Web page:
Joseph Rodman Drake (1795-1820 / United States)
I SAT me down upon a green bank-side,
Skirting the smooth edge of a gentle river,
Whose waters seemed unwillingly to glide,
Like parting friends who linger while they sever;
Enforced to go, yet seeming still unready,
Backward they wind their way in many a wistful eddy.
Gray o'er my head the yellow-vested willow
Ruffled its hoary top in the fresh breezes,
Glancing in light, like spray on a green billow,
Or the fine frost-work which young winter freezes;
When first his power in infant pastime trying,
Congeals sad autumn's tears on the dead branches lying.
From rocks around hung the loose ivy dangling,
And in the clefts sumach of liveliest green,
Bright ising-stars the little beach was spangling,
The gold-cup sorrel from his gauzy screen
Shone like a fairy crown, enchased and beaded,
Left on some morn, when light flashed in their eyes unheeded.
The hum-bird shook his sun-touched wings around,
The bluefinch caroll'd in the still retreat;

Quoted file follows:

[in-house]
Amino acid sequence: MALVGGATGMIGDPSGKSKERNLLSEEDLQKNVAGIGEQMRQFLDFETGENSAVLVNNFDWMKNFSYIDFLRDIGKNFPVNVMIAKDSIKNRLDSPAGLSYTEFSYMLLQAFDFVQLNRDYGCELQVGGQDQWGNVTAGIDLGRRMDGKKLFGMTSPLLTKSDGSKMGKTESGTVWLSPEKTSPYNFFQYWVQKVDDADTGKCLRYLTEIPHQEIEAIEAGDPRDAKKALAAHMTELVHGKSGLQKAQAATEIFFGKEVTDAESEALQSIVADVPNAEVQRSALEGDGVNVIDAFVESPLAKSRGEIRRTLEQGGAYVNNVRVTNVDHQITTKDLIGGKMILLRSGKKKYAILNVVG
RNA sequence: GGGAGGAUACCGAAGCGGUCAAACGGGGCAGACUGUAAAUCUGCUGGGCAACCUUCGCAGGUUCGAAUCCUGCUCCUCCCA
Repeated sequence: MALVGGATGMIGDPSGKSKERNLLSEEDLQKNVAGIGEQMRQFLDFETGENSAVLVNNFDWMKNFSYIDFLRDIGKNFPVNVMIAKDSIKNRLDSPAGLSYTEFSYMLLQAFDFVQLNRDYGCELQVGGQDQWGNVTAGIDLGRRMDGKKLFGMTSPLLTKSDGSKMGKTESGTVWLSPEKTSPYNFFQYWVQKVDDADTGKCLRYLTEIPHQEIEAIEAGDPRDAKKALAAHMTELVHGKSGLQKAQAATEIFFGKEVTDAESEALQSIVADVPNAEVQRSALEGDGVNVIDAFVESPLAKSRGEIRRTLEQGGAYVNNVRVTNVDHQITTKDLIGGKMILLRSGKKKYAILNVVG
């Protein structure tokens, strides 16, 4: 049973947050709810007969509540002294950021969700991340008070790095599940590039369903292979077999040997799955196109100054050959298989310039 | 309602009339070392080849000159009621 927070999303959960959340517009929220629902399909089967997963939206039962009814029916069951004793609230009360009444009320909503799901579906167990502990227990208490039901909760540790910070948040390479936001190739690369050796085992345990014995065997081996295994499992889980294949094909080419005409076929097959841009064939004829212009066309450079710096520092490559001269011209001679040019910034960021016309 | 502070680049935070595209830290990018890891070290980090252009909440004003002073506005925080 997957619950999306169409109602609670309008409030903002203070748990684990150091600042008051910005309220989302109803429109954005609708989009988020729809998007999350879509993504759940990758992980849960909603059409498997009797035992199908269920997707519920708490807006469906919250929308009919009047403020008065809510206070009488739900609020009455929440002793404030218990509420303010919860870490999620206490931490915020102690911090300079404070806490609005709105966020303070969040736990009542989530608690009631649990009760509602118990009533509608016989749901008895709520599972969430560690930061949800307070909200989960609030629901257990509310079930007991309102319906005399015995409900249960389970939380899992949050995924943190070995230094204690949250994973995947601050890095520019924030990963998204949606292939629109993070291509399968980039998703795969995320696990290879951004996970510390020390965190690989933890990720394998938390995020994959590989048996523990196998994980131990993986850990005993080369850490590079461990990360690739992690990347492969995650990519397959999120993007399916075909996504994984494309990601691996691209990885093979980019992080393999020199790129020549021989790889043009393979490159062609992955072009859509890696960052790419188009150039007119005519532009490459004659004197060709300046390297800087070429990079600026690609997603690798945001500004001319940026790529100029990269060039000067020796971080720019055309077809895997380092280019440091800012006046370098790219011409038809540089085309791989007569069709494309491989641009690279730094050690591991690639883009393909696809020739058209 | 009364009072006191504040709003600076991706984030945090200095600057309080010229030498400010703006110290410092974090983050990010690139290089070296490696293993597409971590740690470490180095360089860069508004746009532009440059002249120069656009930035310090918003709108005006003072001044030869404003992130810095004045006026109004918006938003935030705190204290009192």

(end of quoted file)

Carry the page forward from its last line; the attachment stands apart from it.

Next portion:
The antic squirrel capered on the ground
Where lichens made a carpet for his feet:
Through the transparent waves, the ruddy minkle
Shot up in glimmering sparks his red fin's tiny twinkle.
There were dark cedars with loose mossy tresses,
White powdered dog-trees, and stiff hollies flaunting
Gaudy as rustics in their May-day dresses,
Blue pelloret from purple leaves upslanting
A modest gaze, like eyes of a young maiden
Shining beneath dropt lids the evening of her wedding.
The breeze fresh springing from the lips of morn,
Kissing the leaves, and sighing so to lose 'em,
The winding of the merry locust's horn,
The glad spring gushing from the rock's bare bosom:
Sweet sights, sweet sounds, all sights, all sounds excelling,
Oh! 'twas a ravishing spot formed for a poet's dwelling.
And did I leave thy loveliness, to stand
Again in the dull world of earthly blindness?
Pained with the pressure of unfriendly hands,
Sick of smooth looks, agued with icy kindness?
Left I for this thy shades, were none intrude,
To prison wandering thought and mar sweet solitude?
Yet I will look upon thy face again,
My own romantic Bronx, and it will be
A face more pleasant than the face of men.
Thy waves are old companions, I shall see
A well-remembered form in each old tree,
And hear a voice long loved in thy wild minstrelsy.
Comments about this poem (Bronx by Joseph Rodman Drake )
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